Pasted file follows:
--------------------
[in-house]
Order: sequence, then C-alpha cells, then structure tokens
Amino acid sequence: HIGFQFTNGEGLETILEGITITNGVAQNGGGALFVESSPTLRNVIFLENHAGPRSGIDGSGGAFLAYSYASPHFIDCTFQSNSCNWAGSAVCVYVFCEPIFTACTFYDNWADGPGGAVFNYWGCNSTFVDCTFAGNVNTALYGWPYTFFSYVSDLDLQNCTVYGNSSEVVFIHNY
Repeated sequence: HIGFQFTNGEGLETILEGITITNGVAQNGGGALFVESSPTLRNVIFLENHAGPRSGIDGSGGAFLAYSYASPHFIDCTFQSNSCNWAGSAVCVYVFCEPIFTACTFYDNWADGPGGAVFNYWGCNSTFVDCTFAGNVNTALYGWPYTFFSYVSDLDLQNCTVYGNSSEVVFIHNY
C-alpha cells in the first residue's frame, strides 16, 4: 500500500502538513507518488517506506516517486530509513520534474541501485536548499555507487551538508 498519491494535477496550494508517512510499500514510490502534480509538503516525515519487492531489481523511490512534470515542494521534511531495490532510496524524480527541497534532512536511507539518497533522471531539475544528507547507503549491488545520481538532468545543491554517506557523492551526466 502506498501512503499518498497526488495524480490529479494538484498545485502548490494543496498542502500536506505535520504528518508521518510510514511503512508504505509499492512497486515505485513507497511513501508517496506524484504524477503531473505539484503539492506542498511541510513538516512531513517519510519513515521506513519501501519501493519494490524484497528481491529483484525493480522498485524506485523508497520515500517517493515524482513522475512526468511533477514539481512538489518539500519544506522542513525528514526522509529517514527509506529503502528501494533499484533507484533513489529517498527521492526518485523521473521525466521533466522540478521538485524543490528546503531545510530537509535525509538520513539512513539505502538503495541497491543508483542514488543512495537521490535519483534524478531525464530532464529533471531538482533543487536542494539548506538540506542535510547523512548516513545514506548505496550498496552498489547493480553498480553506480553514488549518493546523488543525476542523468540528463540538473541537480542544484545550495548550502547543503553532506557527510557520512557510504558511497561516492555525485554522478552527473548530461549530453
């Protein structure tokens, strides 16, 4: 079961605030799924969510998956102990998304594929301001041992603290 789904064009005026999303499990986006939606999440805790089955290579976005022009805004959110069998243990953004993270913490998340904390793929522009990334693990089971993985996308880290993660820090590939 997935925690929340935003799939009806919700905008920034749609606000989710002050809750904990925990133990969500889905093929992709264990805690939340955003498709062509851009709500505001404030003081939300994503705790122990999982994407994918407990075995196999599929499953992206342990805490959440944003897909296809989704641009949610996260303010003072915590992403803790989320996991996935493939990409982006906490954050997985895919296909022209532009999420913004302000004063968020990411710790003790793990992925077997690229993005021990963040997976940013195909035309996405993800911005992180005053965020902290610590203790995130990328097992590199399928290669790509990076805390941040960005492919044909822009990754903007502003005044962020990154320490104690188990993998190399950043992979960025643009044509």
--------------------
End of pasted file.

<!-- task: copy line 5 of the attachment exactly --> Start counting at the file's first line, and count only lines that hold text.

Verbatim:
C-alpha cells in the first residue's frame, strides 16, 4: 500500500502538513507518488517506506516517486530509513520534474541501485536548499555507487551538508 498519491494535477496550494508517512510499500514510490502534480509538503516525515519487492531489481523511490512534470515542494521534511531495490532510496524524480527541497534532512536511507539518497533522471531539475544528507547507503549491488545520481538532468545543491554517506557523492551526466 502506498501512503499518498497526488495524480490529479494538484498545485502548490494543496498542502500536506505535520504528518508521518510510514511503512508504505509499492512497486515505485513507497511513501508517496506524484504524477503531473505539484503539492506542498511541510513538516512531513517519510519513515521506513519501501519501493519494490524484497528481491529483484525493480522498485524506485523508497520515500517517493515524482513522475512526468511533477514539481512538489518539500519544506522542513525528514526522509529517514527509506529503502528501494533499484533507484533513489529517498527521492526518485523521473521525466521533466522540478521538485524543490528546503531545510530537509535525509538520513539512513539505502538503495541497491543508483542514488543512495537521490535519483534524478531525464530532464529533471531538482533543487536542494539548506538540506542535510547523512548516513545514506548505496550498496552498489547493480553498480553506480553514488549518493546523488543525476542523468540528463540538473541537480542544484545550495548550502547543503553532506557527510557520512557510504558511497561516492555525485554522478552527473548530461549530453